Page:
Thursday, September 27, 2007

bloggers against abuse day

Hi, well the big day has dawned, and today is bloggers against abuse day. if you want to find out more, click on the icon on my sidebar. I have been putting ideas together, but have been really ill for the past 4 days, (suspected glandular fever) and to be honest, my brain is like cotton wool, I just do not have what it takes to pull it all together. So I may have a go at a later stage, and in the meantime I will give you links to a couple of websites dealing with child abuse in South Africa, which is very prevalent.
the first is on the south african police site.
and the second is training for teachers to know what to look out for and how to deal with it.
sorry, that's it for now, back to bed!

Saturday, September 22, 2007

Gone fishin'

You know how your life sort of rolls along in neutral sometimes, one day follows the last, all pretty average, and then suddenly one comes along that is an unexpected gem?

Yesterday was like that. J finished work early, and we had arranged for K, J ,Ethan and I to go out to Seaview to visit I, C and little Amelia. The weather report had warned of pretty foul weather, and for a while the wind was a bit hectic, so we bundled our jackets into the boot (or trunk if you are American. To us here in S.A. a trunk is either a large box-like suicase, something that holds a tree up, or something that hangs usefully on the front of an elephant's face... but I digress...)

When we got there, it was surprisingly pleasant, so the girls and littlies went off to the beach to collect rounded pebbles, and Ian, J and I went off further down the coast to do some fishing.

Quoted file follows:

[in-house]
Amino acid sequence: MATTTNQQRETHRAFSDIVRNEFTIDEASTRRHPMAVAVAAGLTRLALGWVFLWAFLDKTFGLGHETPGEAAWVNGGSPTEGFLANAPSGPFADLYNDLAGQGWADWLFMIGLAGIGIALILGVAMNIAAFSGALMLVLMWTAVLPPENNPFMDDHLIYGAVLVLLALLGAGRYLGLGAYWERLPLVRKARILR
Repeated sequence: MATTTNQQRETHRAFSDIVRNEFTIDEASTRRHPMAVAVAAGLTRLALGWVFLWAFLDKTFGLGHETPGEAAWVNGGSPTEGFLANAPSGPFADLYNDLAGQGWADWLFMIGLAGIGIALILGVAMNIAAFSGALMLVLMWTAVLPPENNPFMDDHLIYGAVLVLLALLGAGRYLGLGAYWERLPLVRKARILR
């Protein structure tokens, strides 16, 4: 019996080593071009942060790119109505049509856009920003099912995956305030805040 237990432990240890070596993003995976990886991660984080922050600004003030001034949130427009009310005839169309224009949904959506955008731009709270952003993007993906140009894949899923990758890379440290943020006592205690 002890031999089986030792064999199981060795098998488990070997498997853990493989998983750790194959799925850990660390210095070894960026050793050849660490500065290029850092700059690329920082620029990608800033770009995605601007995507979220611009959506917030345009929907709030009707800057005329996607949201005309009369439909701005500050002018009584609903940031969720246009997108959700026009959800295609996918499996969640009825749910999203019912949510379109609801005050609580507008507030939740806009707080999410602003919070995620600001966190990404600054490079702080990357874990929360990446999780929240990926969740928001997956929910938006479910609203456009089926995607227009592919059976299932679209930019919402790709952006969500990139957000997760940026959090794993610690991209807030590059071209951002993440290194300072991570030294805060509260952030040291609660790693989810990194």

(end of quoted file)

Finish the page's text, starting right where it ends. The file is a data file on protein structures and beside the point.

When I was telling you about some of the Coastal Villages the other day, I stopped at Seaview. The next one along is a place called Beachview, which is similar, houses hugging the first dune overlooking the sea, facing south towards Antarctica. It is a wild rocky section of coastline, with little rock pools, and tiny stoney beaches. But if you carry on a little way past beachview, you arrive at the Maitland River Mouth, one of the most pristine beaches you will find, it is magic! It is not built up, so no village here, thank goodness, just miles of unspoiled beaches.
The Maitlands river flows into the sea here, so in one breathtaking spot, you can wade through the river, swim in the freshwater lagoon formed when the mouth is blocked by a sandbar, walk across miles of wide clean beaches, swim in the sea (not a great idea here, the riptides are fierce)fish or collect mussels from the rocks that start on the Beachview side and continue past Schoenmakerskop to the East, or slide down the huge dunes on one side of the river mouth. (if you follow the link, it takes you to a post done in May, when we stopped by on a day when the wind was HOWLING and I showed a few views of the sand sweeping off the dunes, with the river and lagoon in the foreground.) However, yesterday, we were on a mission to catch fish, so it was all business as we waded into the sea (surprisingly warm) and cast out.